Americans eat out at fast food or dine-in restaurants four or five times a week. Just one of those meals might contain more than an entire day’s recommended amount of sodium.
The Centers for Disease Control and Prevention has strategies for health departments and restaurants to work together to offer healthier choices for consumers who want to lower their sodium intake. The report, “From Menu to Mouth: Opportunities for Sodium Reduction in Restaurants,” is published in today’s issue of CDC’s journal, Preventing Chronic Disease.
On average, foods from fast food and restaurants contain 1,848 mg of sodium per 1,000 calories and foods from dine-in restaurants contain 2,090 mg of sodium per 1,000 calories.
It is recommended by the U.S. Dietary Guidelines recommend the general population limit sodium to less than 2,300 mg a day. Too much sodium can cause high blood pressure, which is one of the leading causes of heart disease and stroke.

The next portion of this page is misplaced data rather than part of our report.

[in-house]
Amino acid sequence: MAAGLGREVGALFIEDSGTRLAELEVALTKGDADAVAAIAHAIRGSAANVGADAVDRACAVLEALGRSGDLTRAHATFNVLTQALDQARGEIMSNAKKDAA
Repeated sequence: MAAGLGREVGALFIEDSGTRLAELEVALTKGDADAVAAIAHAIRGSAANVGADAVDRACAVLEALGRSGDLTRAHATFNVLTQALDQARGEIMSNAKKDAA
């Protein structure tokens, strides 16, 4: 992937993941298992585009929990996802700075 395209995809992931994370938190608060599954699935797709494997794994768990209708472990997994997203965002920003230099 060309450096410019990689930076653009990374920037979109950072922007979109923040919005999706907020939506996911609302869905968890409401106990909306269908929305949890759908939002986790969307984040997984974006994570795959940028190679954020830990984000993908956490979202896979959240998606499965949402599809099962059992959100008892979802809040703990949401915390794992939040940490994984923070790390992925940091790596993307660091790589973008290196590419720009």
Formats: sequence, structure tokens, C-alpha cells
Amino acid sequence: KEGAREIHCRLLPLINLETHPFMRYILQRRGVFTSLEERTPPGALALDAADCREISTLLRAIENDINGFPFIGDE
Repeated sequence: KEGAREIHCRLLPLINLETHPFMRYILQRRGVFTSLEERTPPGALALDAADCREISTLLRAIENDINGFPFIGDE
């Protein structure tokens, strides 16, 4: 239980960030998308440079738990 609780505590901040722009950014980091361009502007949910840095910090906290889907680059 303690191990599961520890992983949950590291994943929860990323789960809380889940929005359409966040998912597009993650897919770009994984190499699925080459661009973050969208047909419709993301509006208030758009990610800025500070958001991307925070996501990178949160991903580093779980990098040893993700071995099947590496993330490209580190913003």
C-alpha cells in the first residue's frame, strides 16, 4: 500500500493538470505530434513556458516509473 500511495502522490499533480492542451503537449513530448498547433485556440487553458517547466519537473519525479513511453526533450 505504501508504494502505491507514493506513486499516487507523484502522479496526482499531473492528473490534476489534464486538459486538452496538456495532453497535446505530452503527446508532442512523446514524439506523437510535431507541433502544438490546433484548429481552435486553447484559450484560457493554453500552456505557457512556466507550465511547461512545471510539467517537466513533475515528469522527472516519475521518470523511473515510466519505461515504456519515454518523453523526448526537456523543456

“The bottom line is that it’s both possible and life-saving to reduce sodium, and this can be done by reducing, replacing and reformulating,” said CDC Director Tom Frieden, M.D., M.P.H. “When restaurants rethink how they prepare food and the ingredients they choose to use, healthier options become routine for customers.”
The report also features examples of sodium reduction successes in the food industry.
In Philadelphia, the health department worked with 206 restaurants to create the “Philadelphia Healthy Chinese Take-Out Initiative.” After evaluating menus for sodium content, participating restaurants began choosing lower sodium ingredients and creating lower sodium recipes. After nine months, analysis of two popular dishes offered by 20 of the restaurants showed sodium was reduced by 20 percent.
“The story in Philadelphia shows what can be done,” Dr. Frieden said. “It’s not about giving up the food you love, but providing lower sodium options that taste great.”
Cutting back on your sodium intake is an effective, simple way to improve one’s health, which will also save you money on your health and life insurance premiums.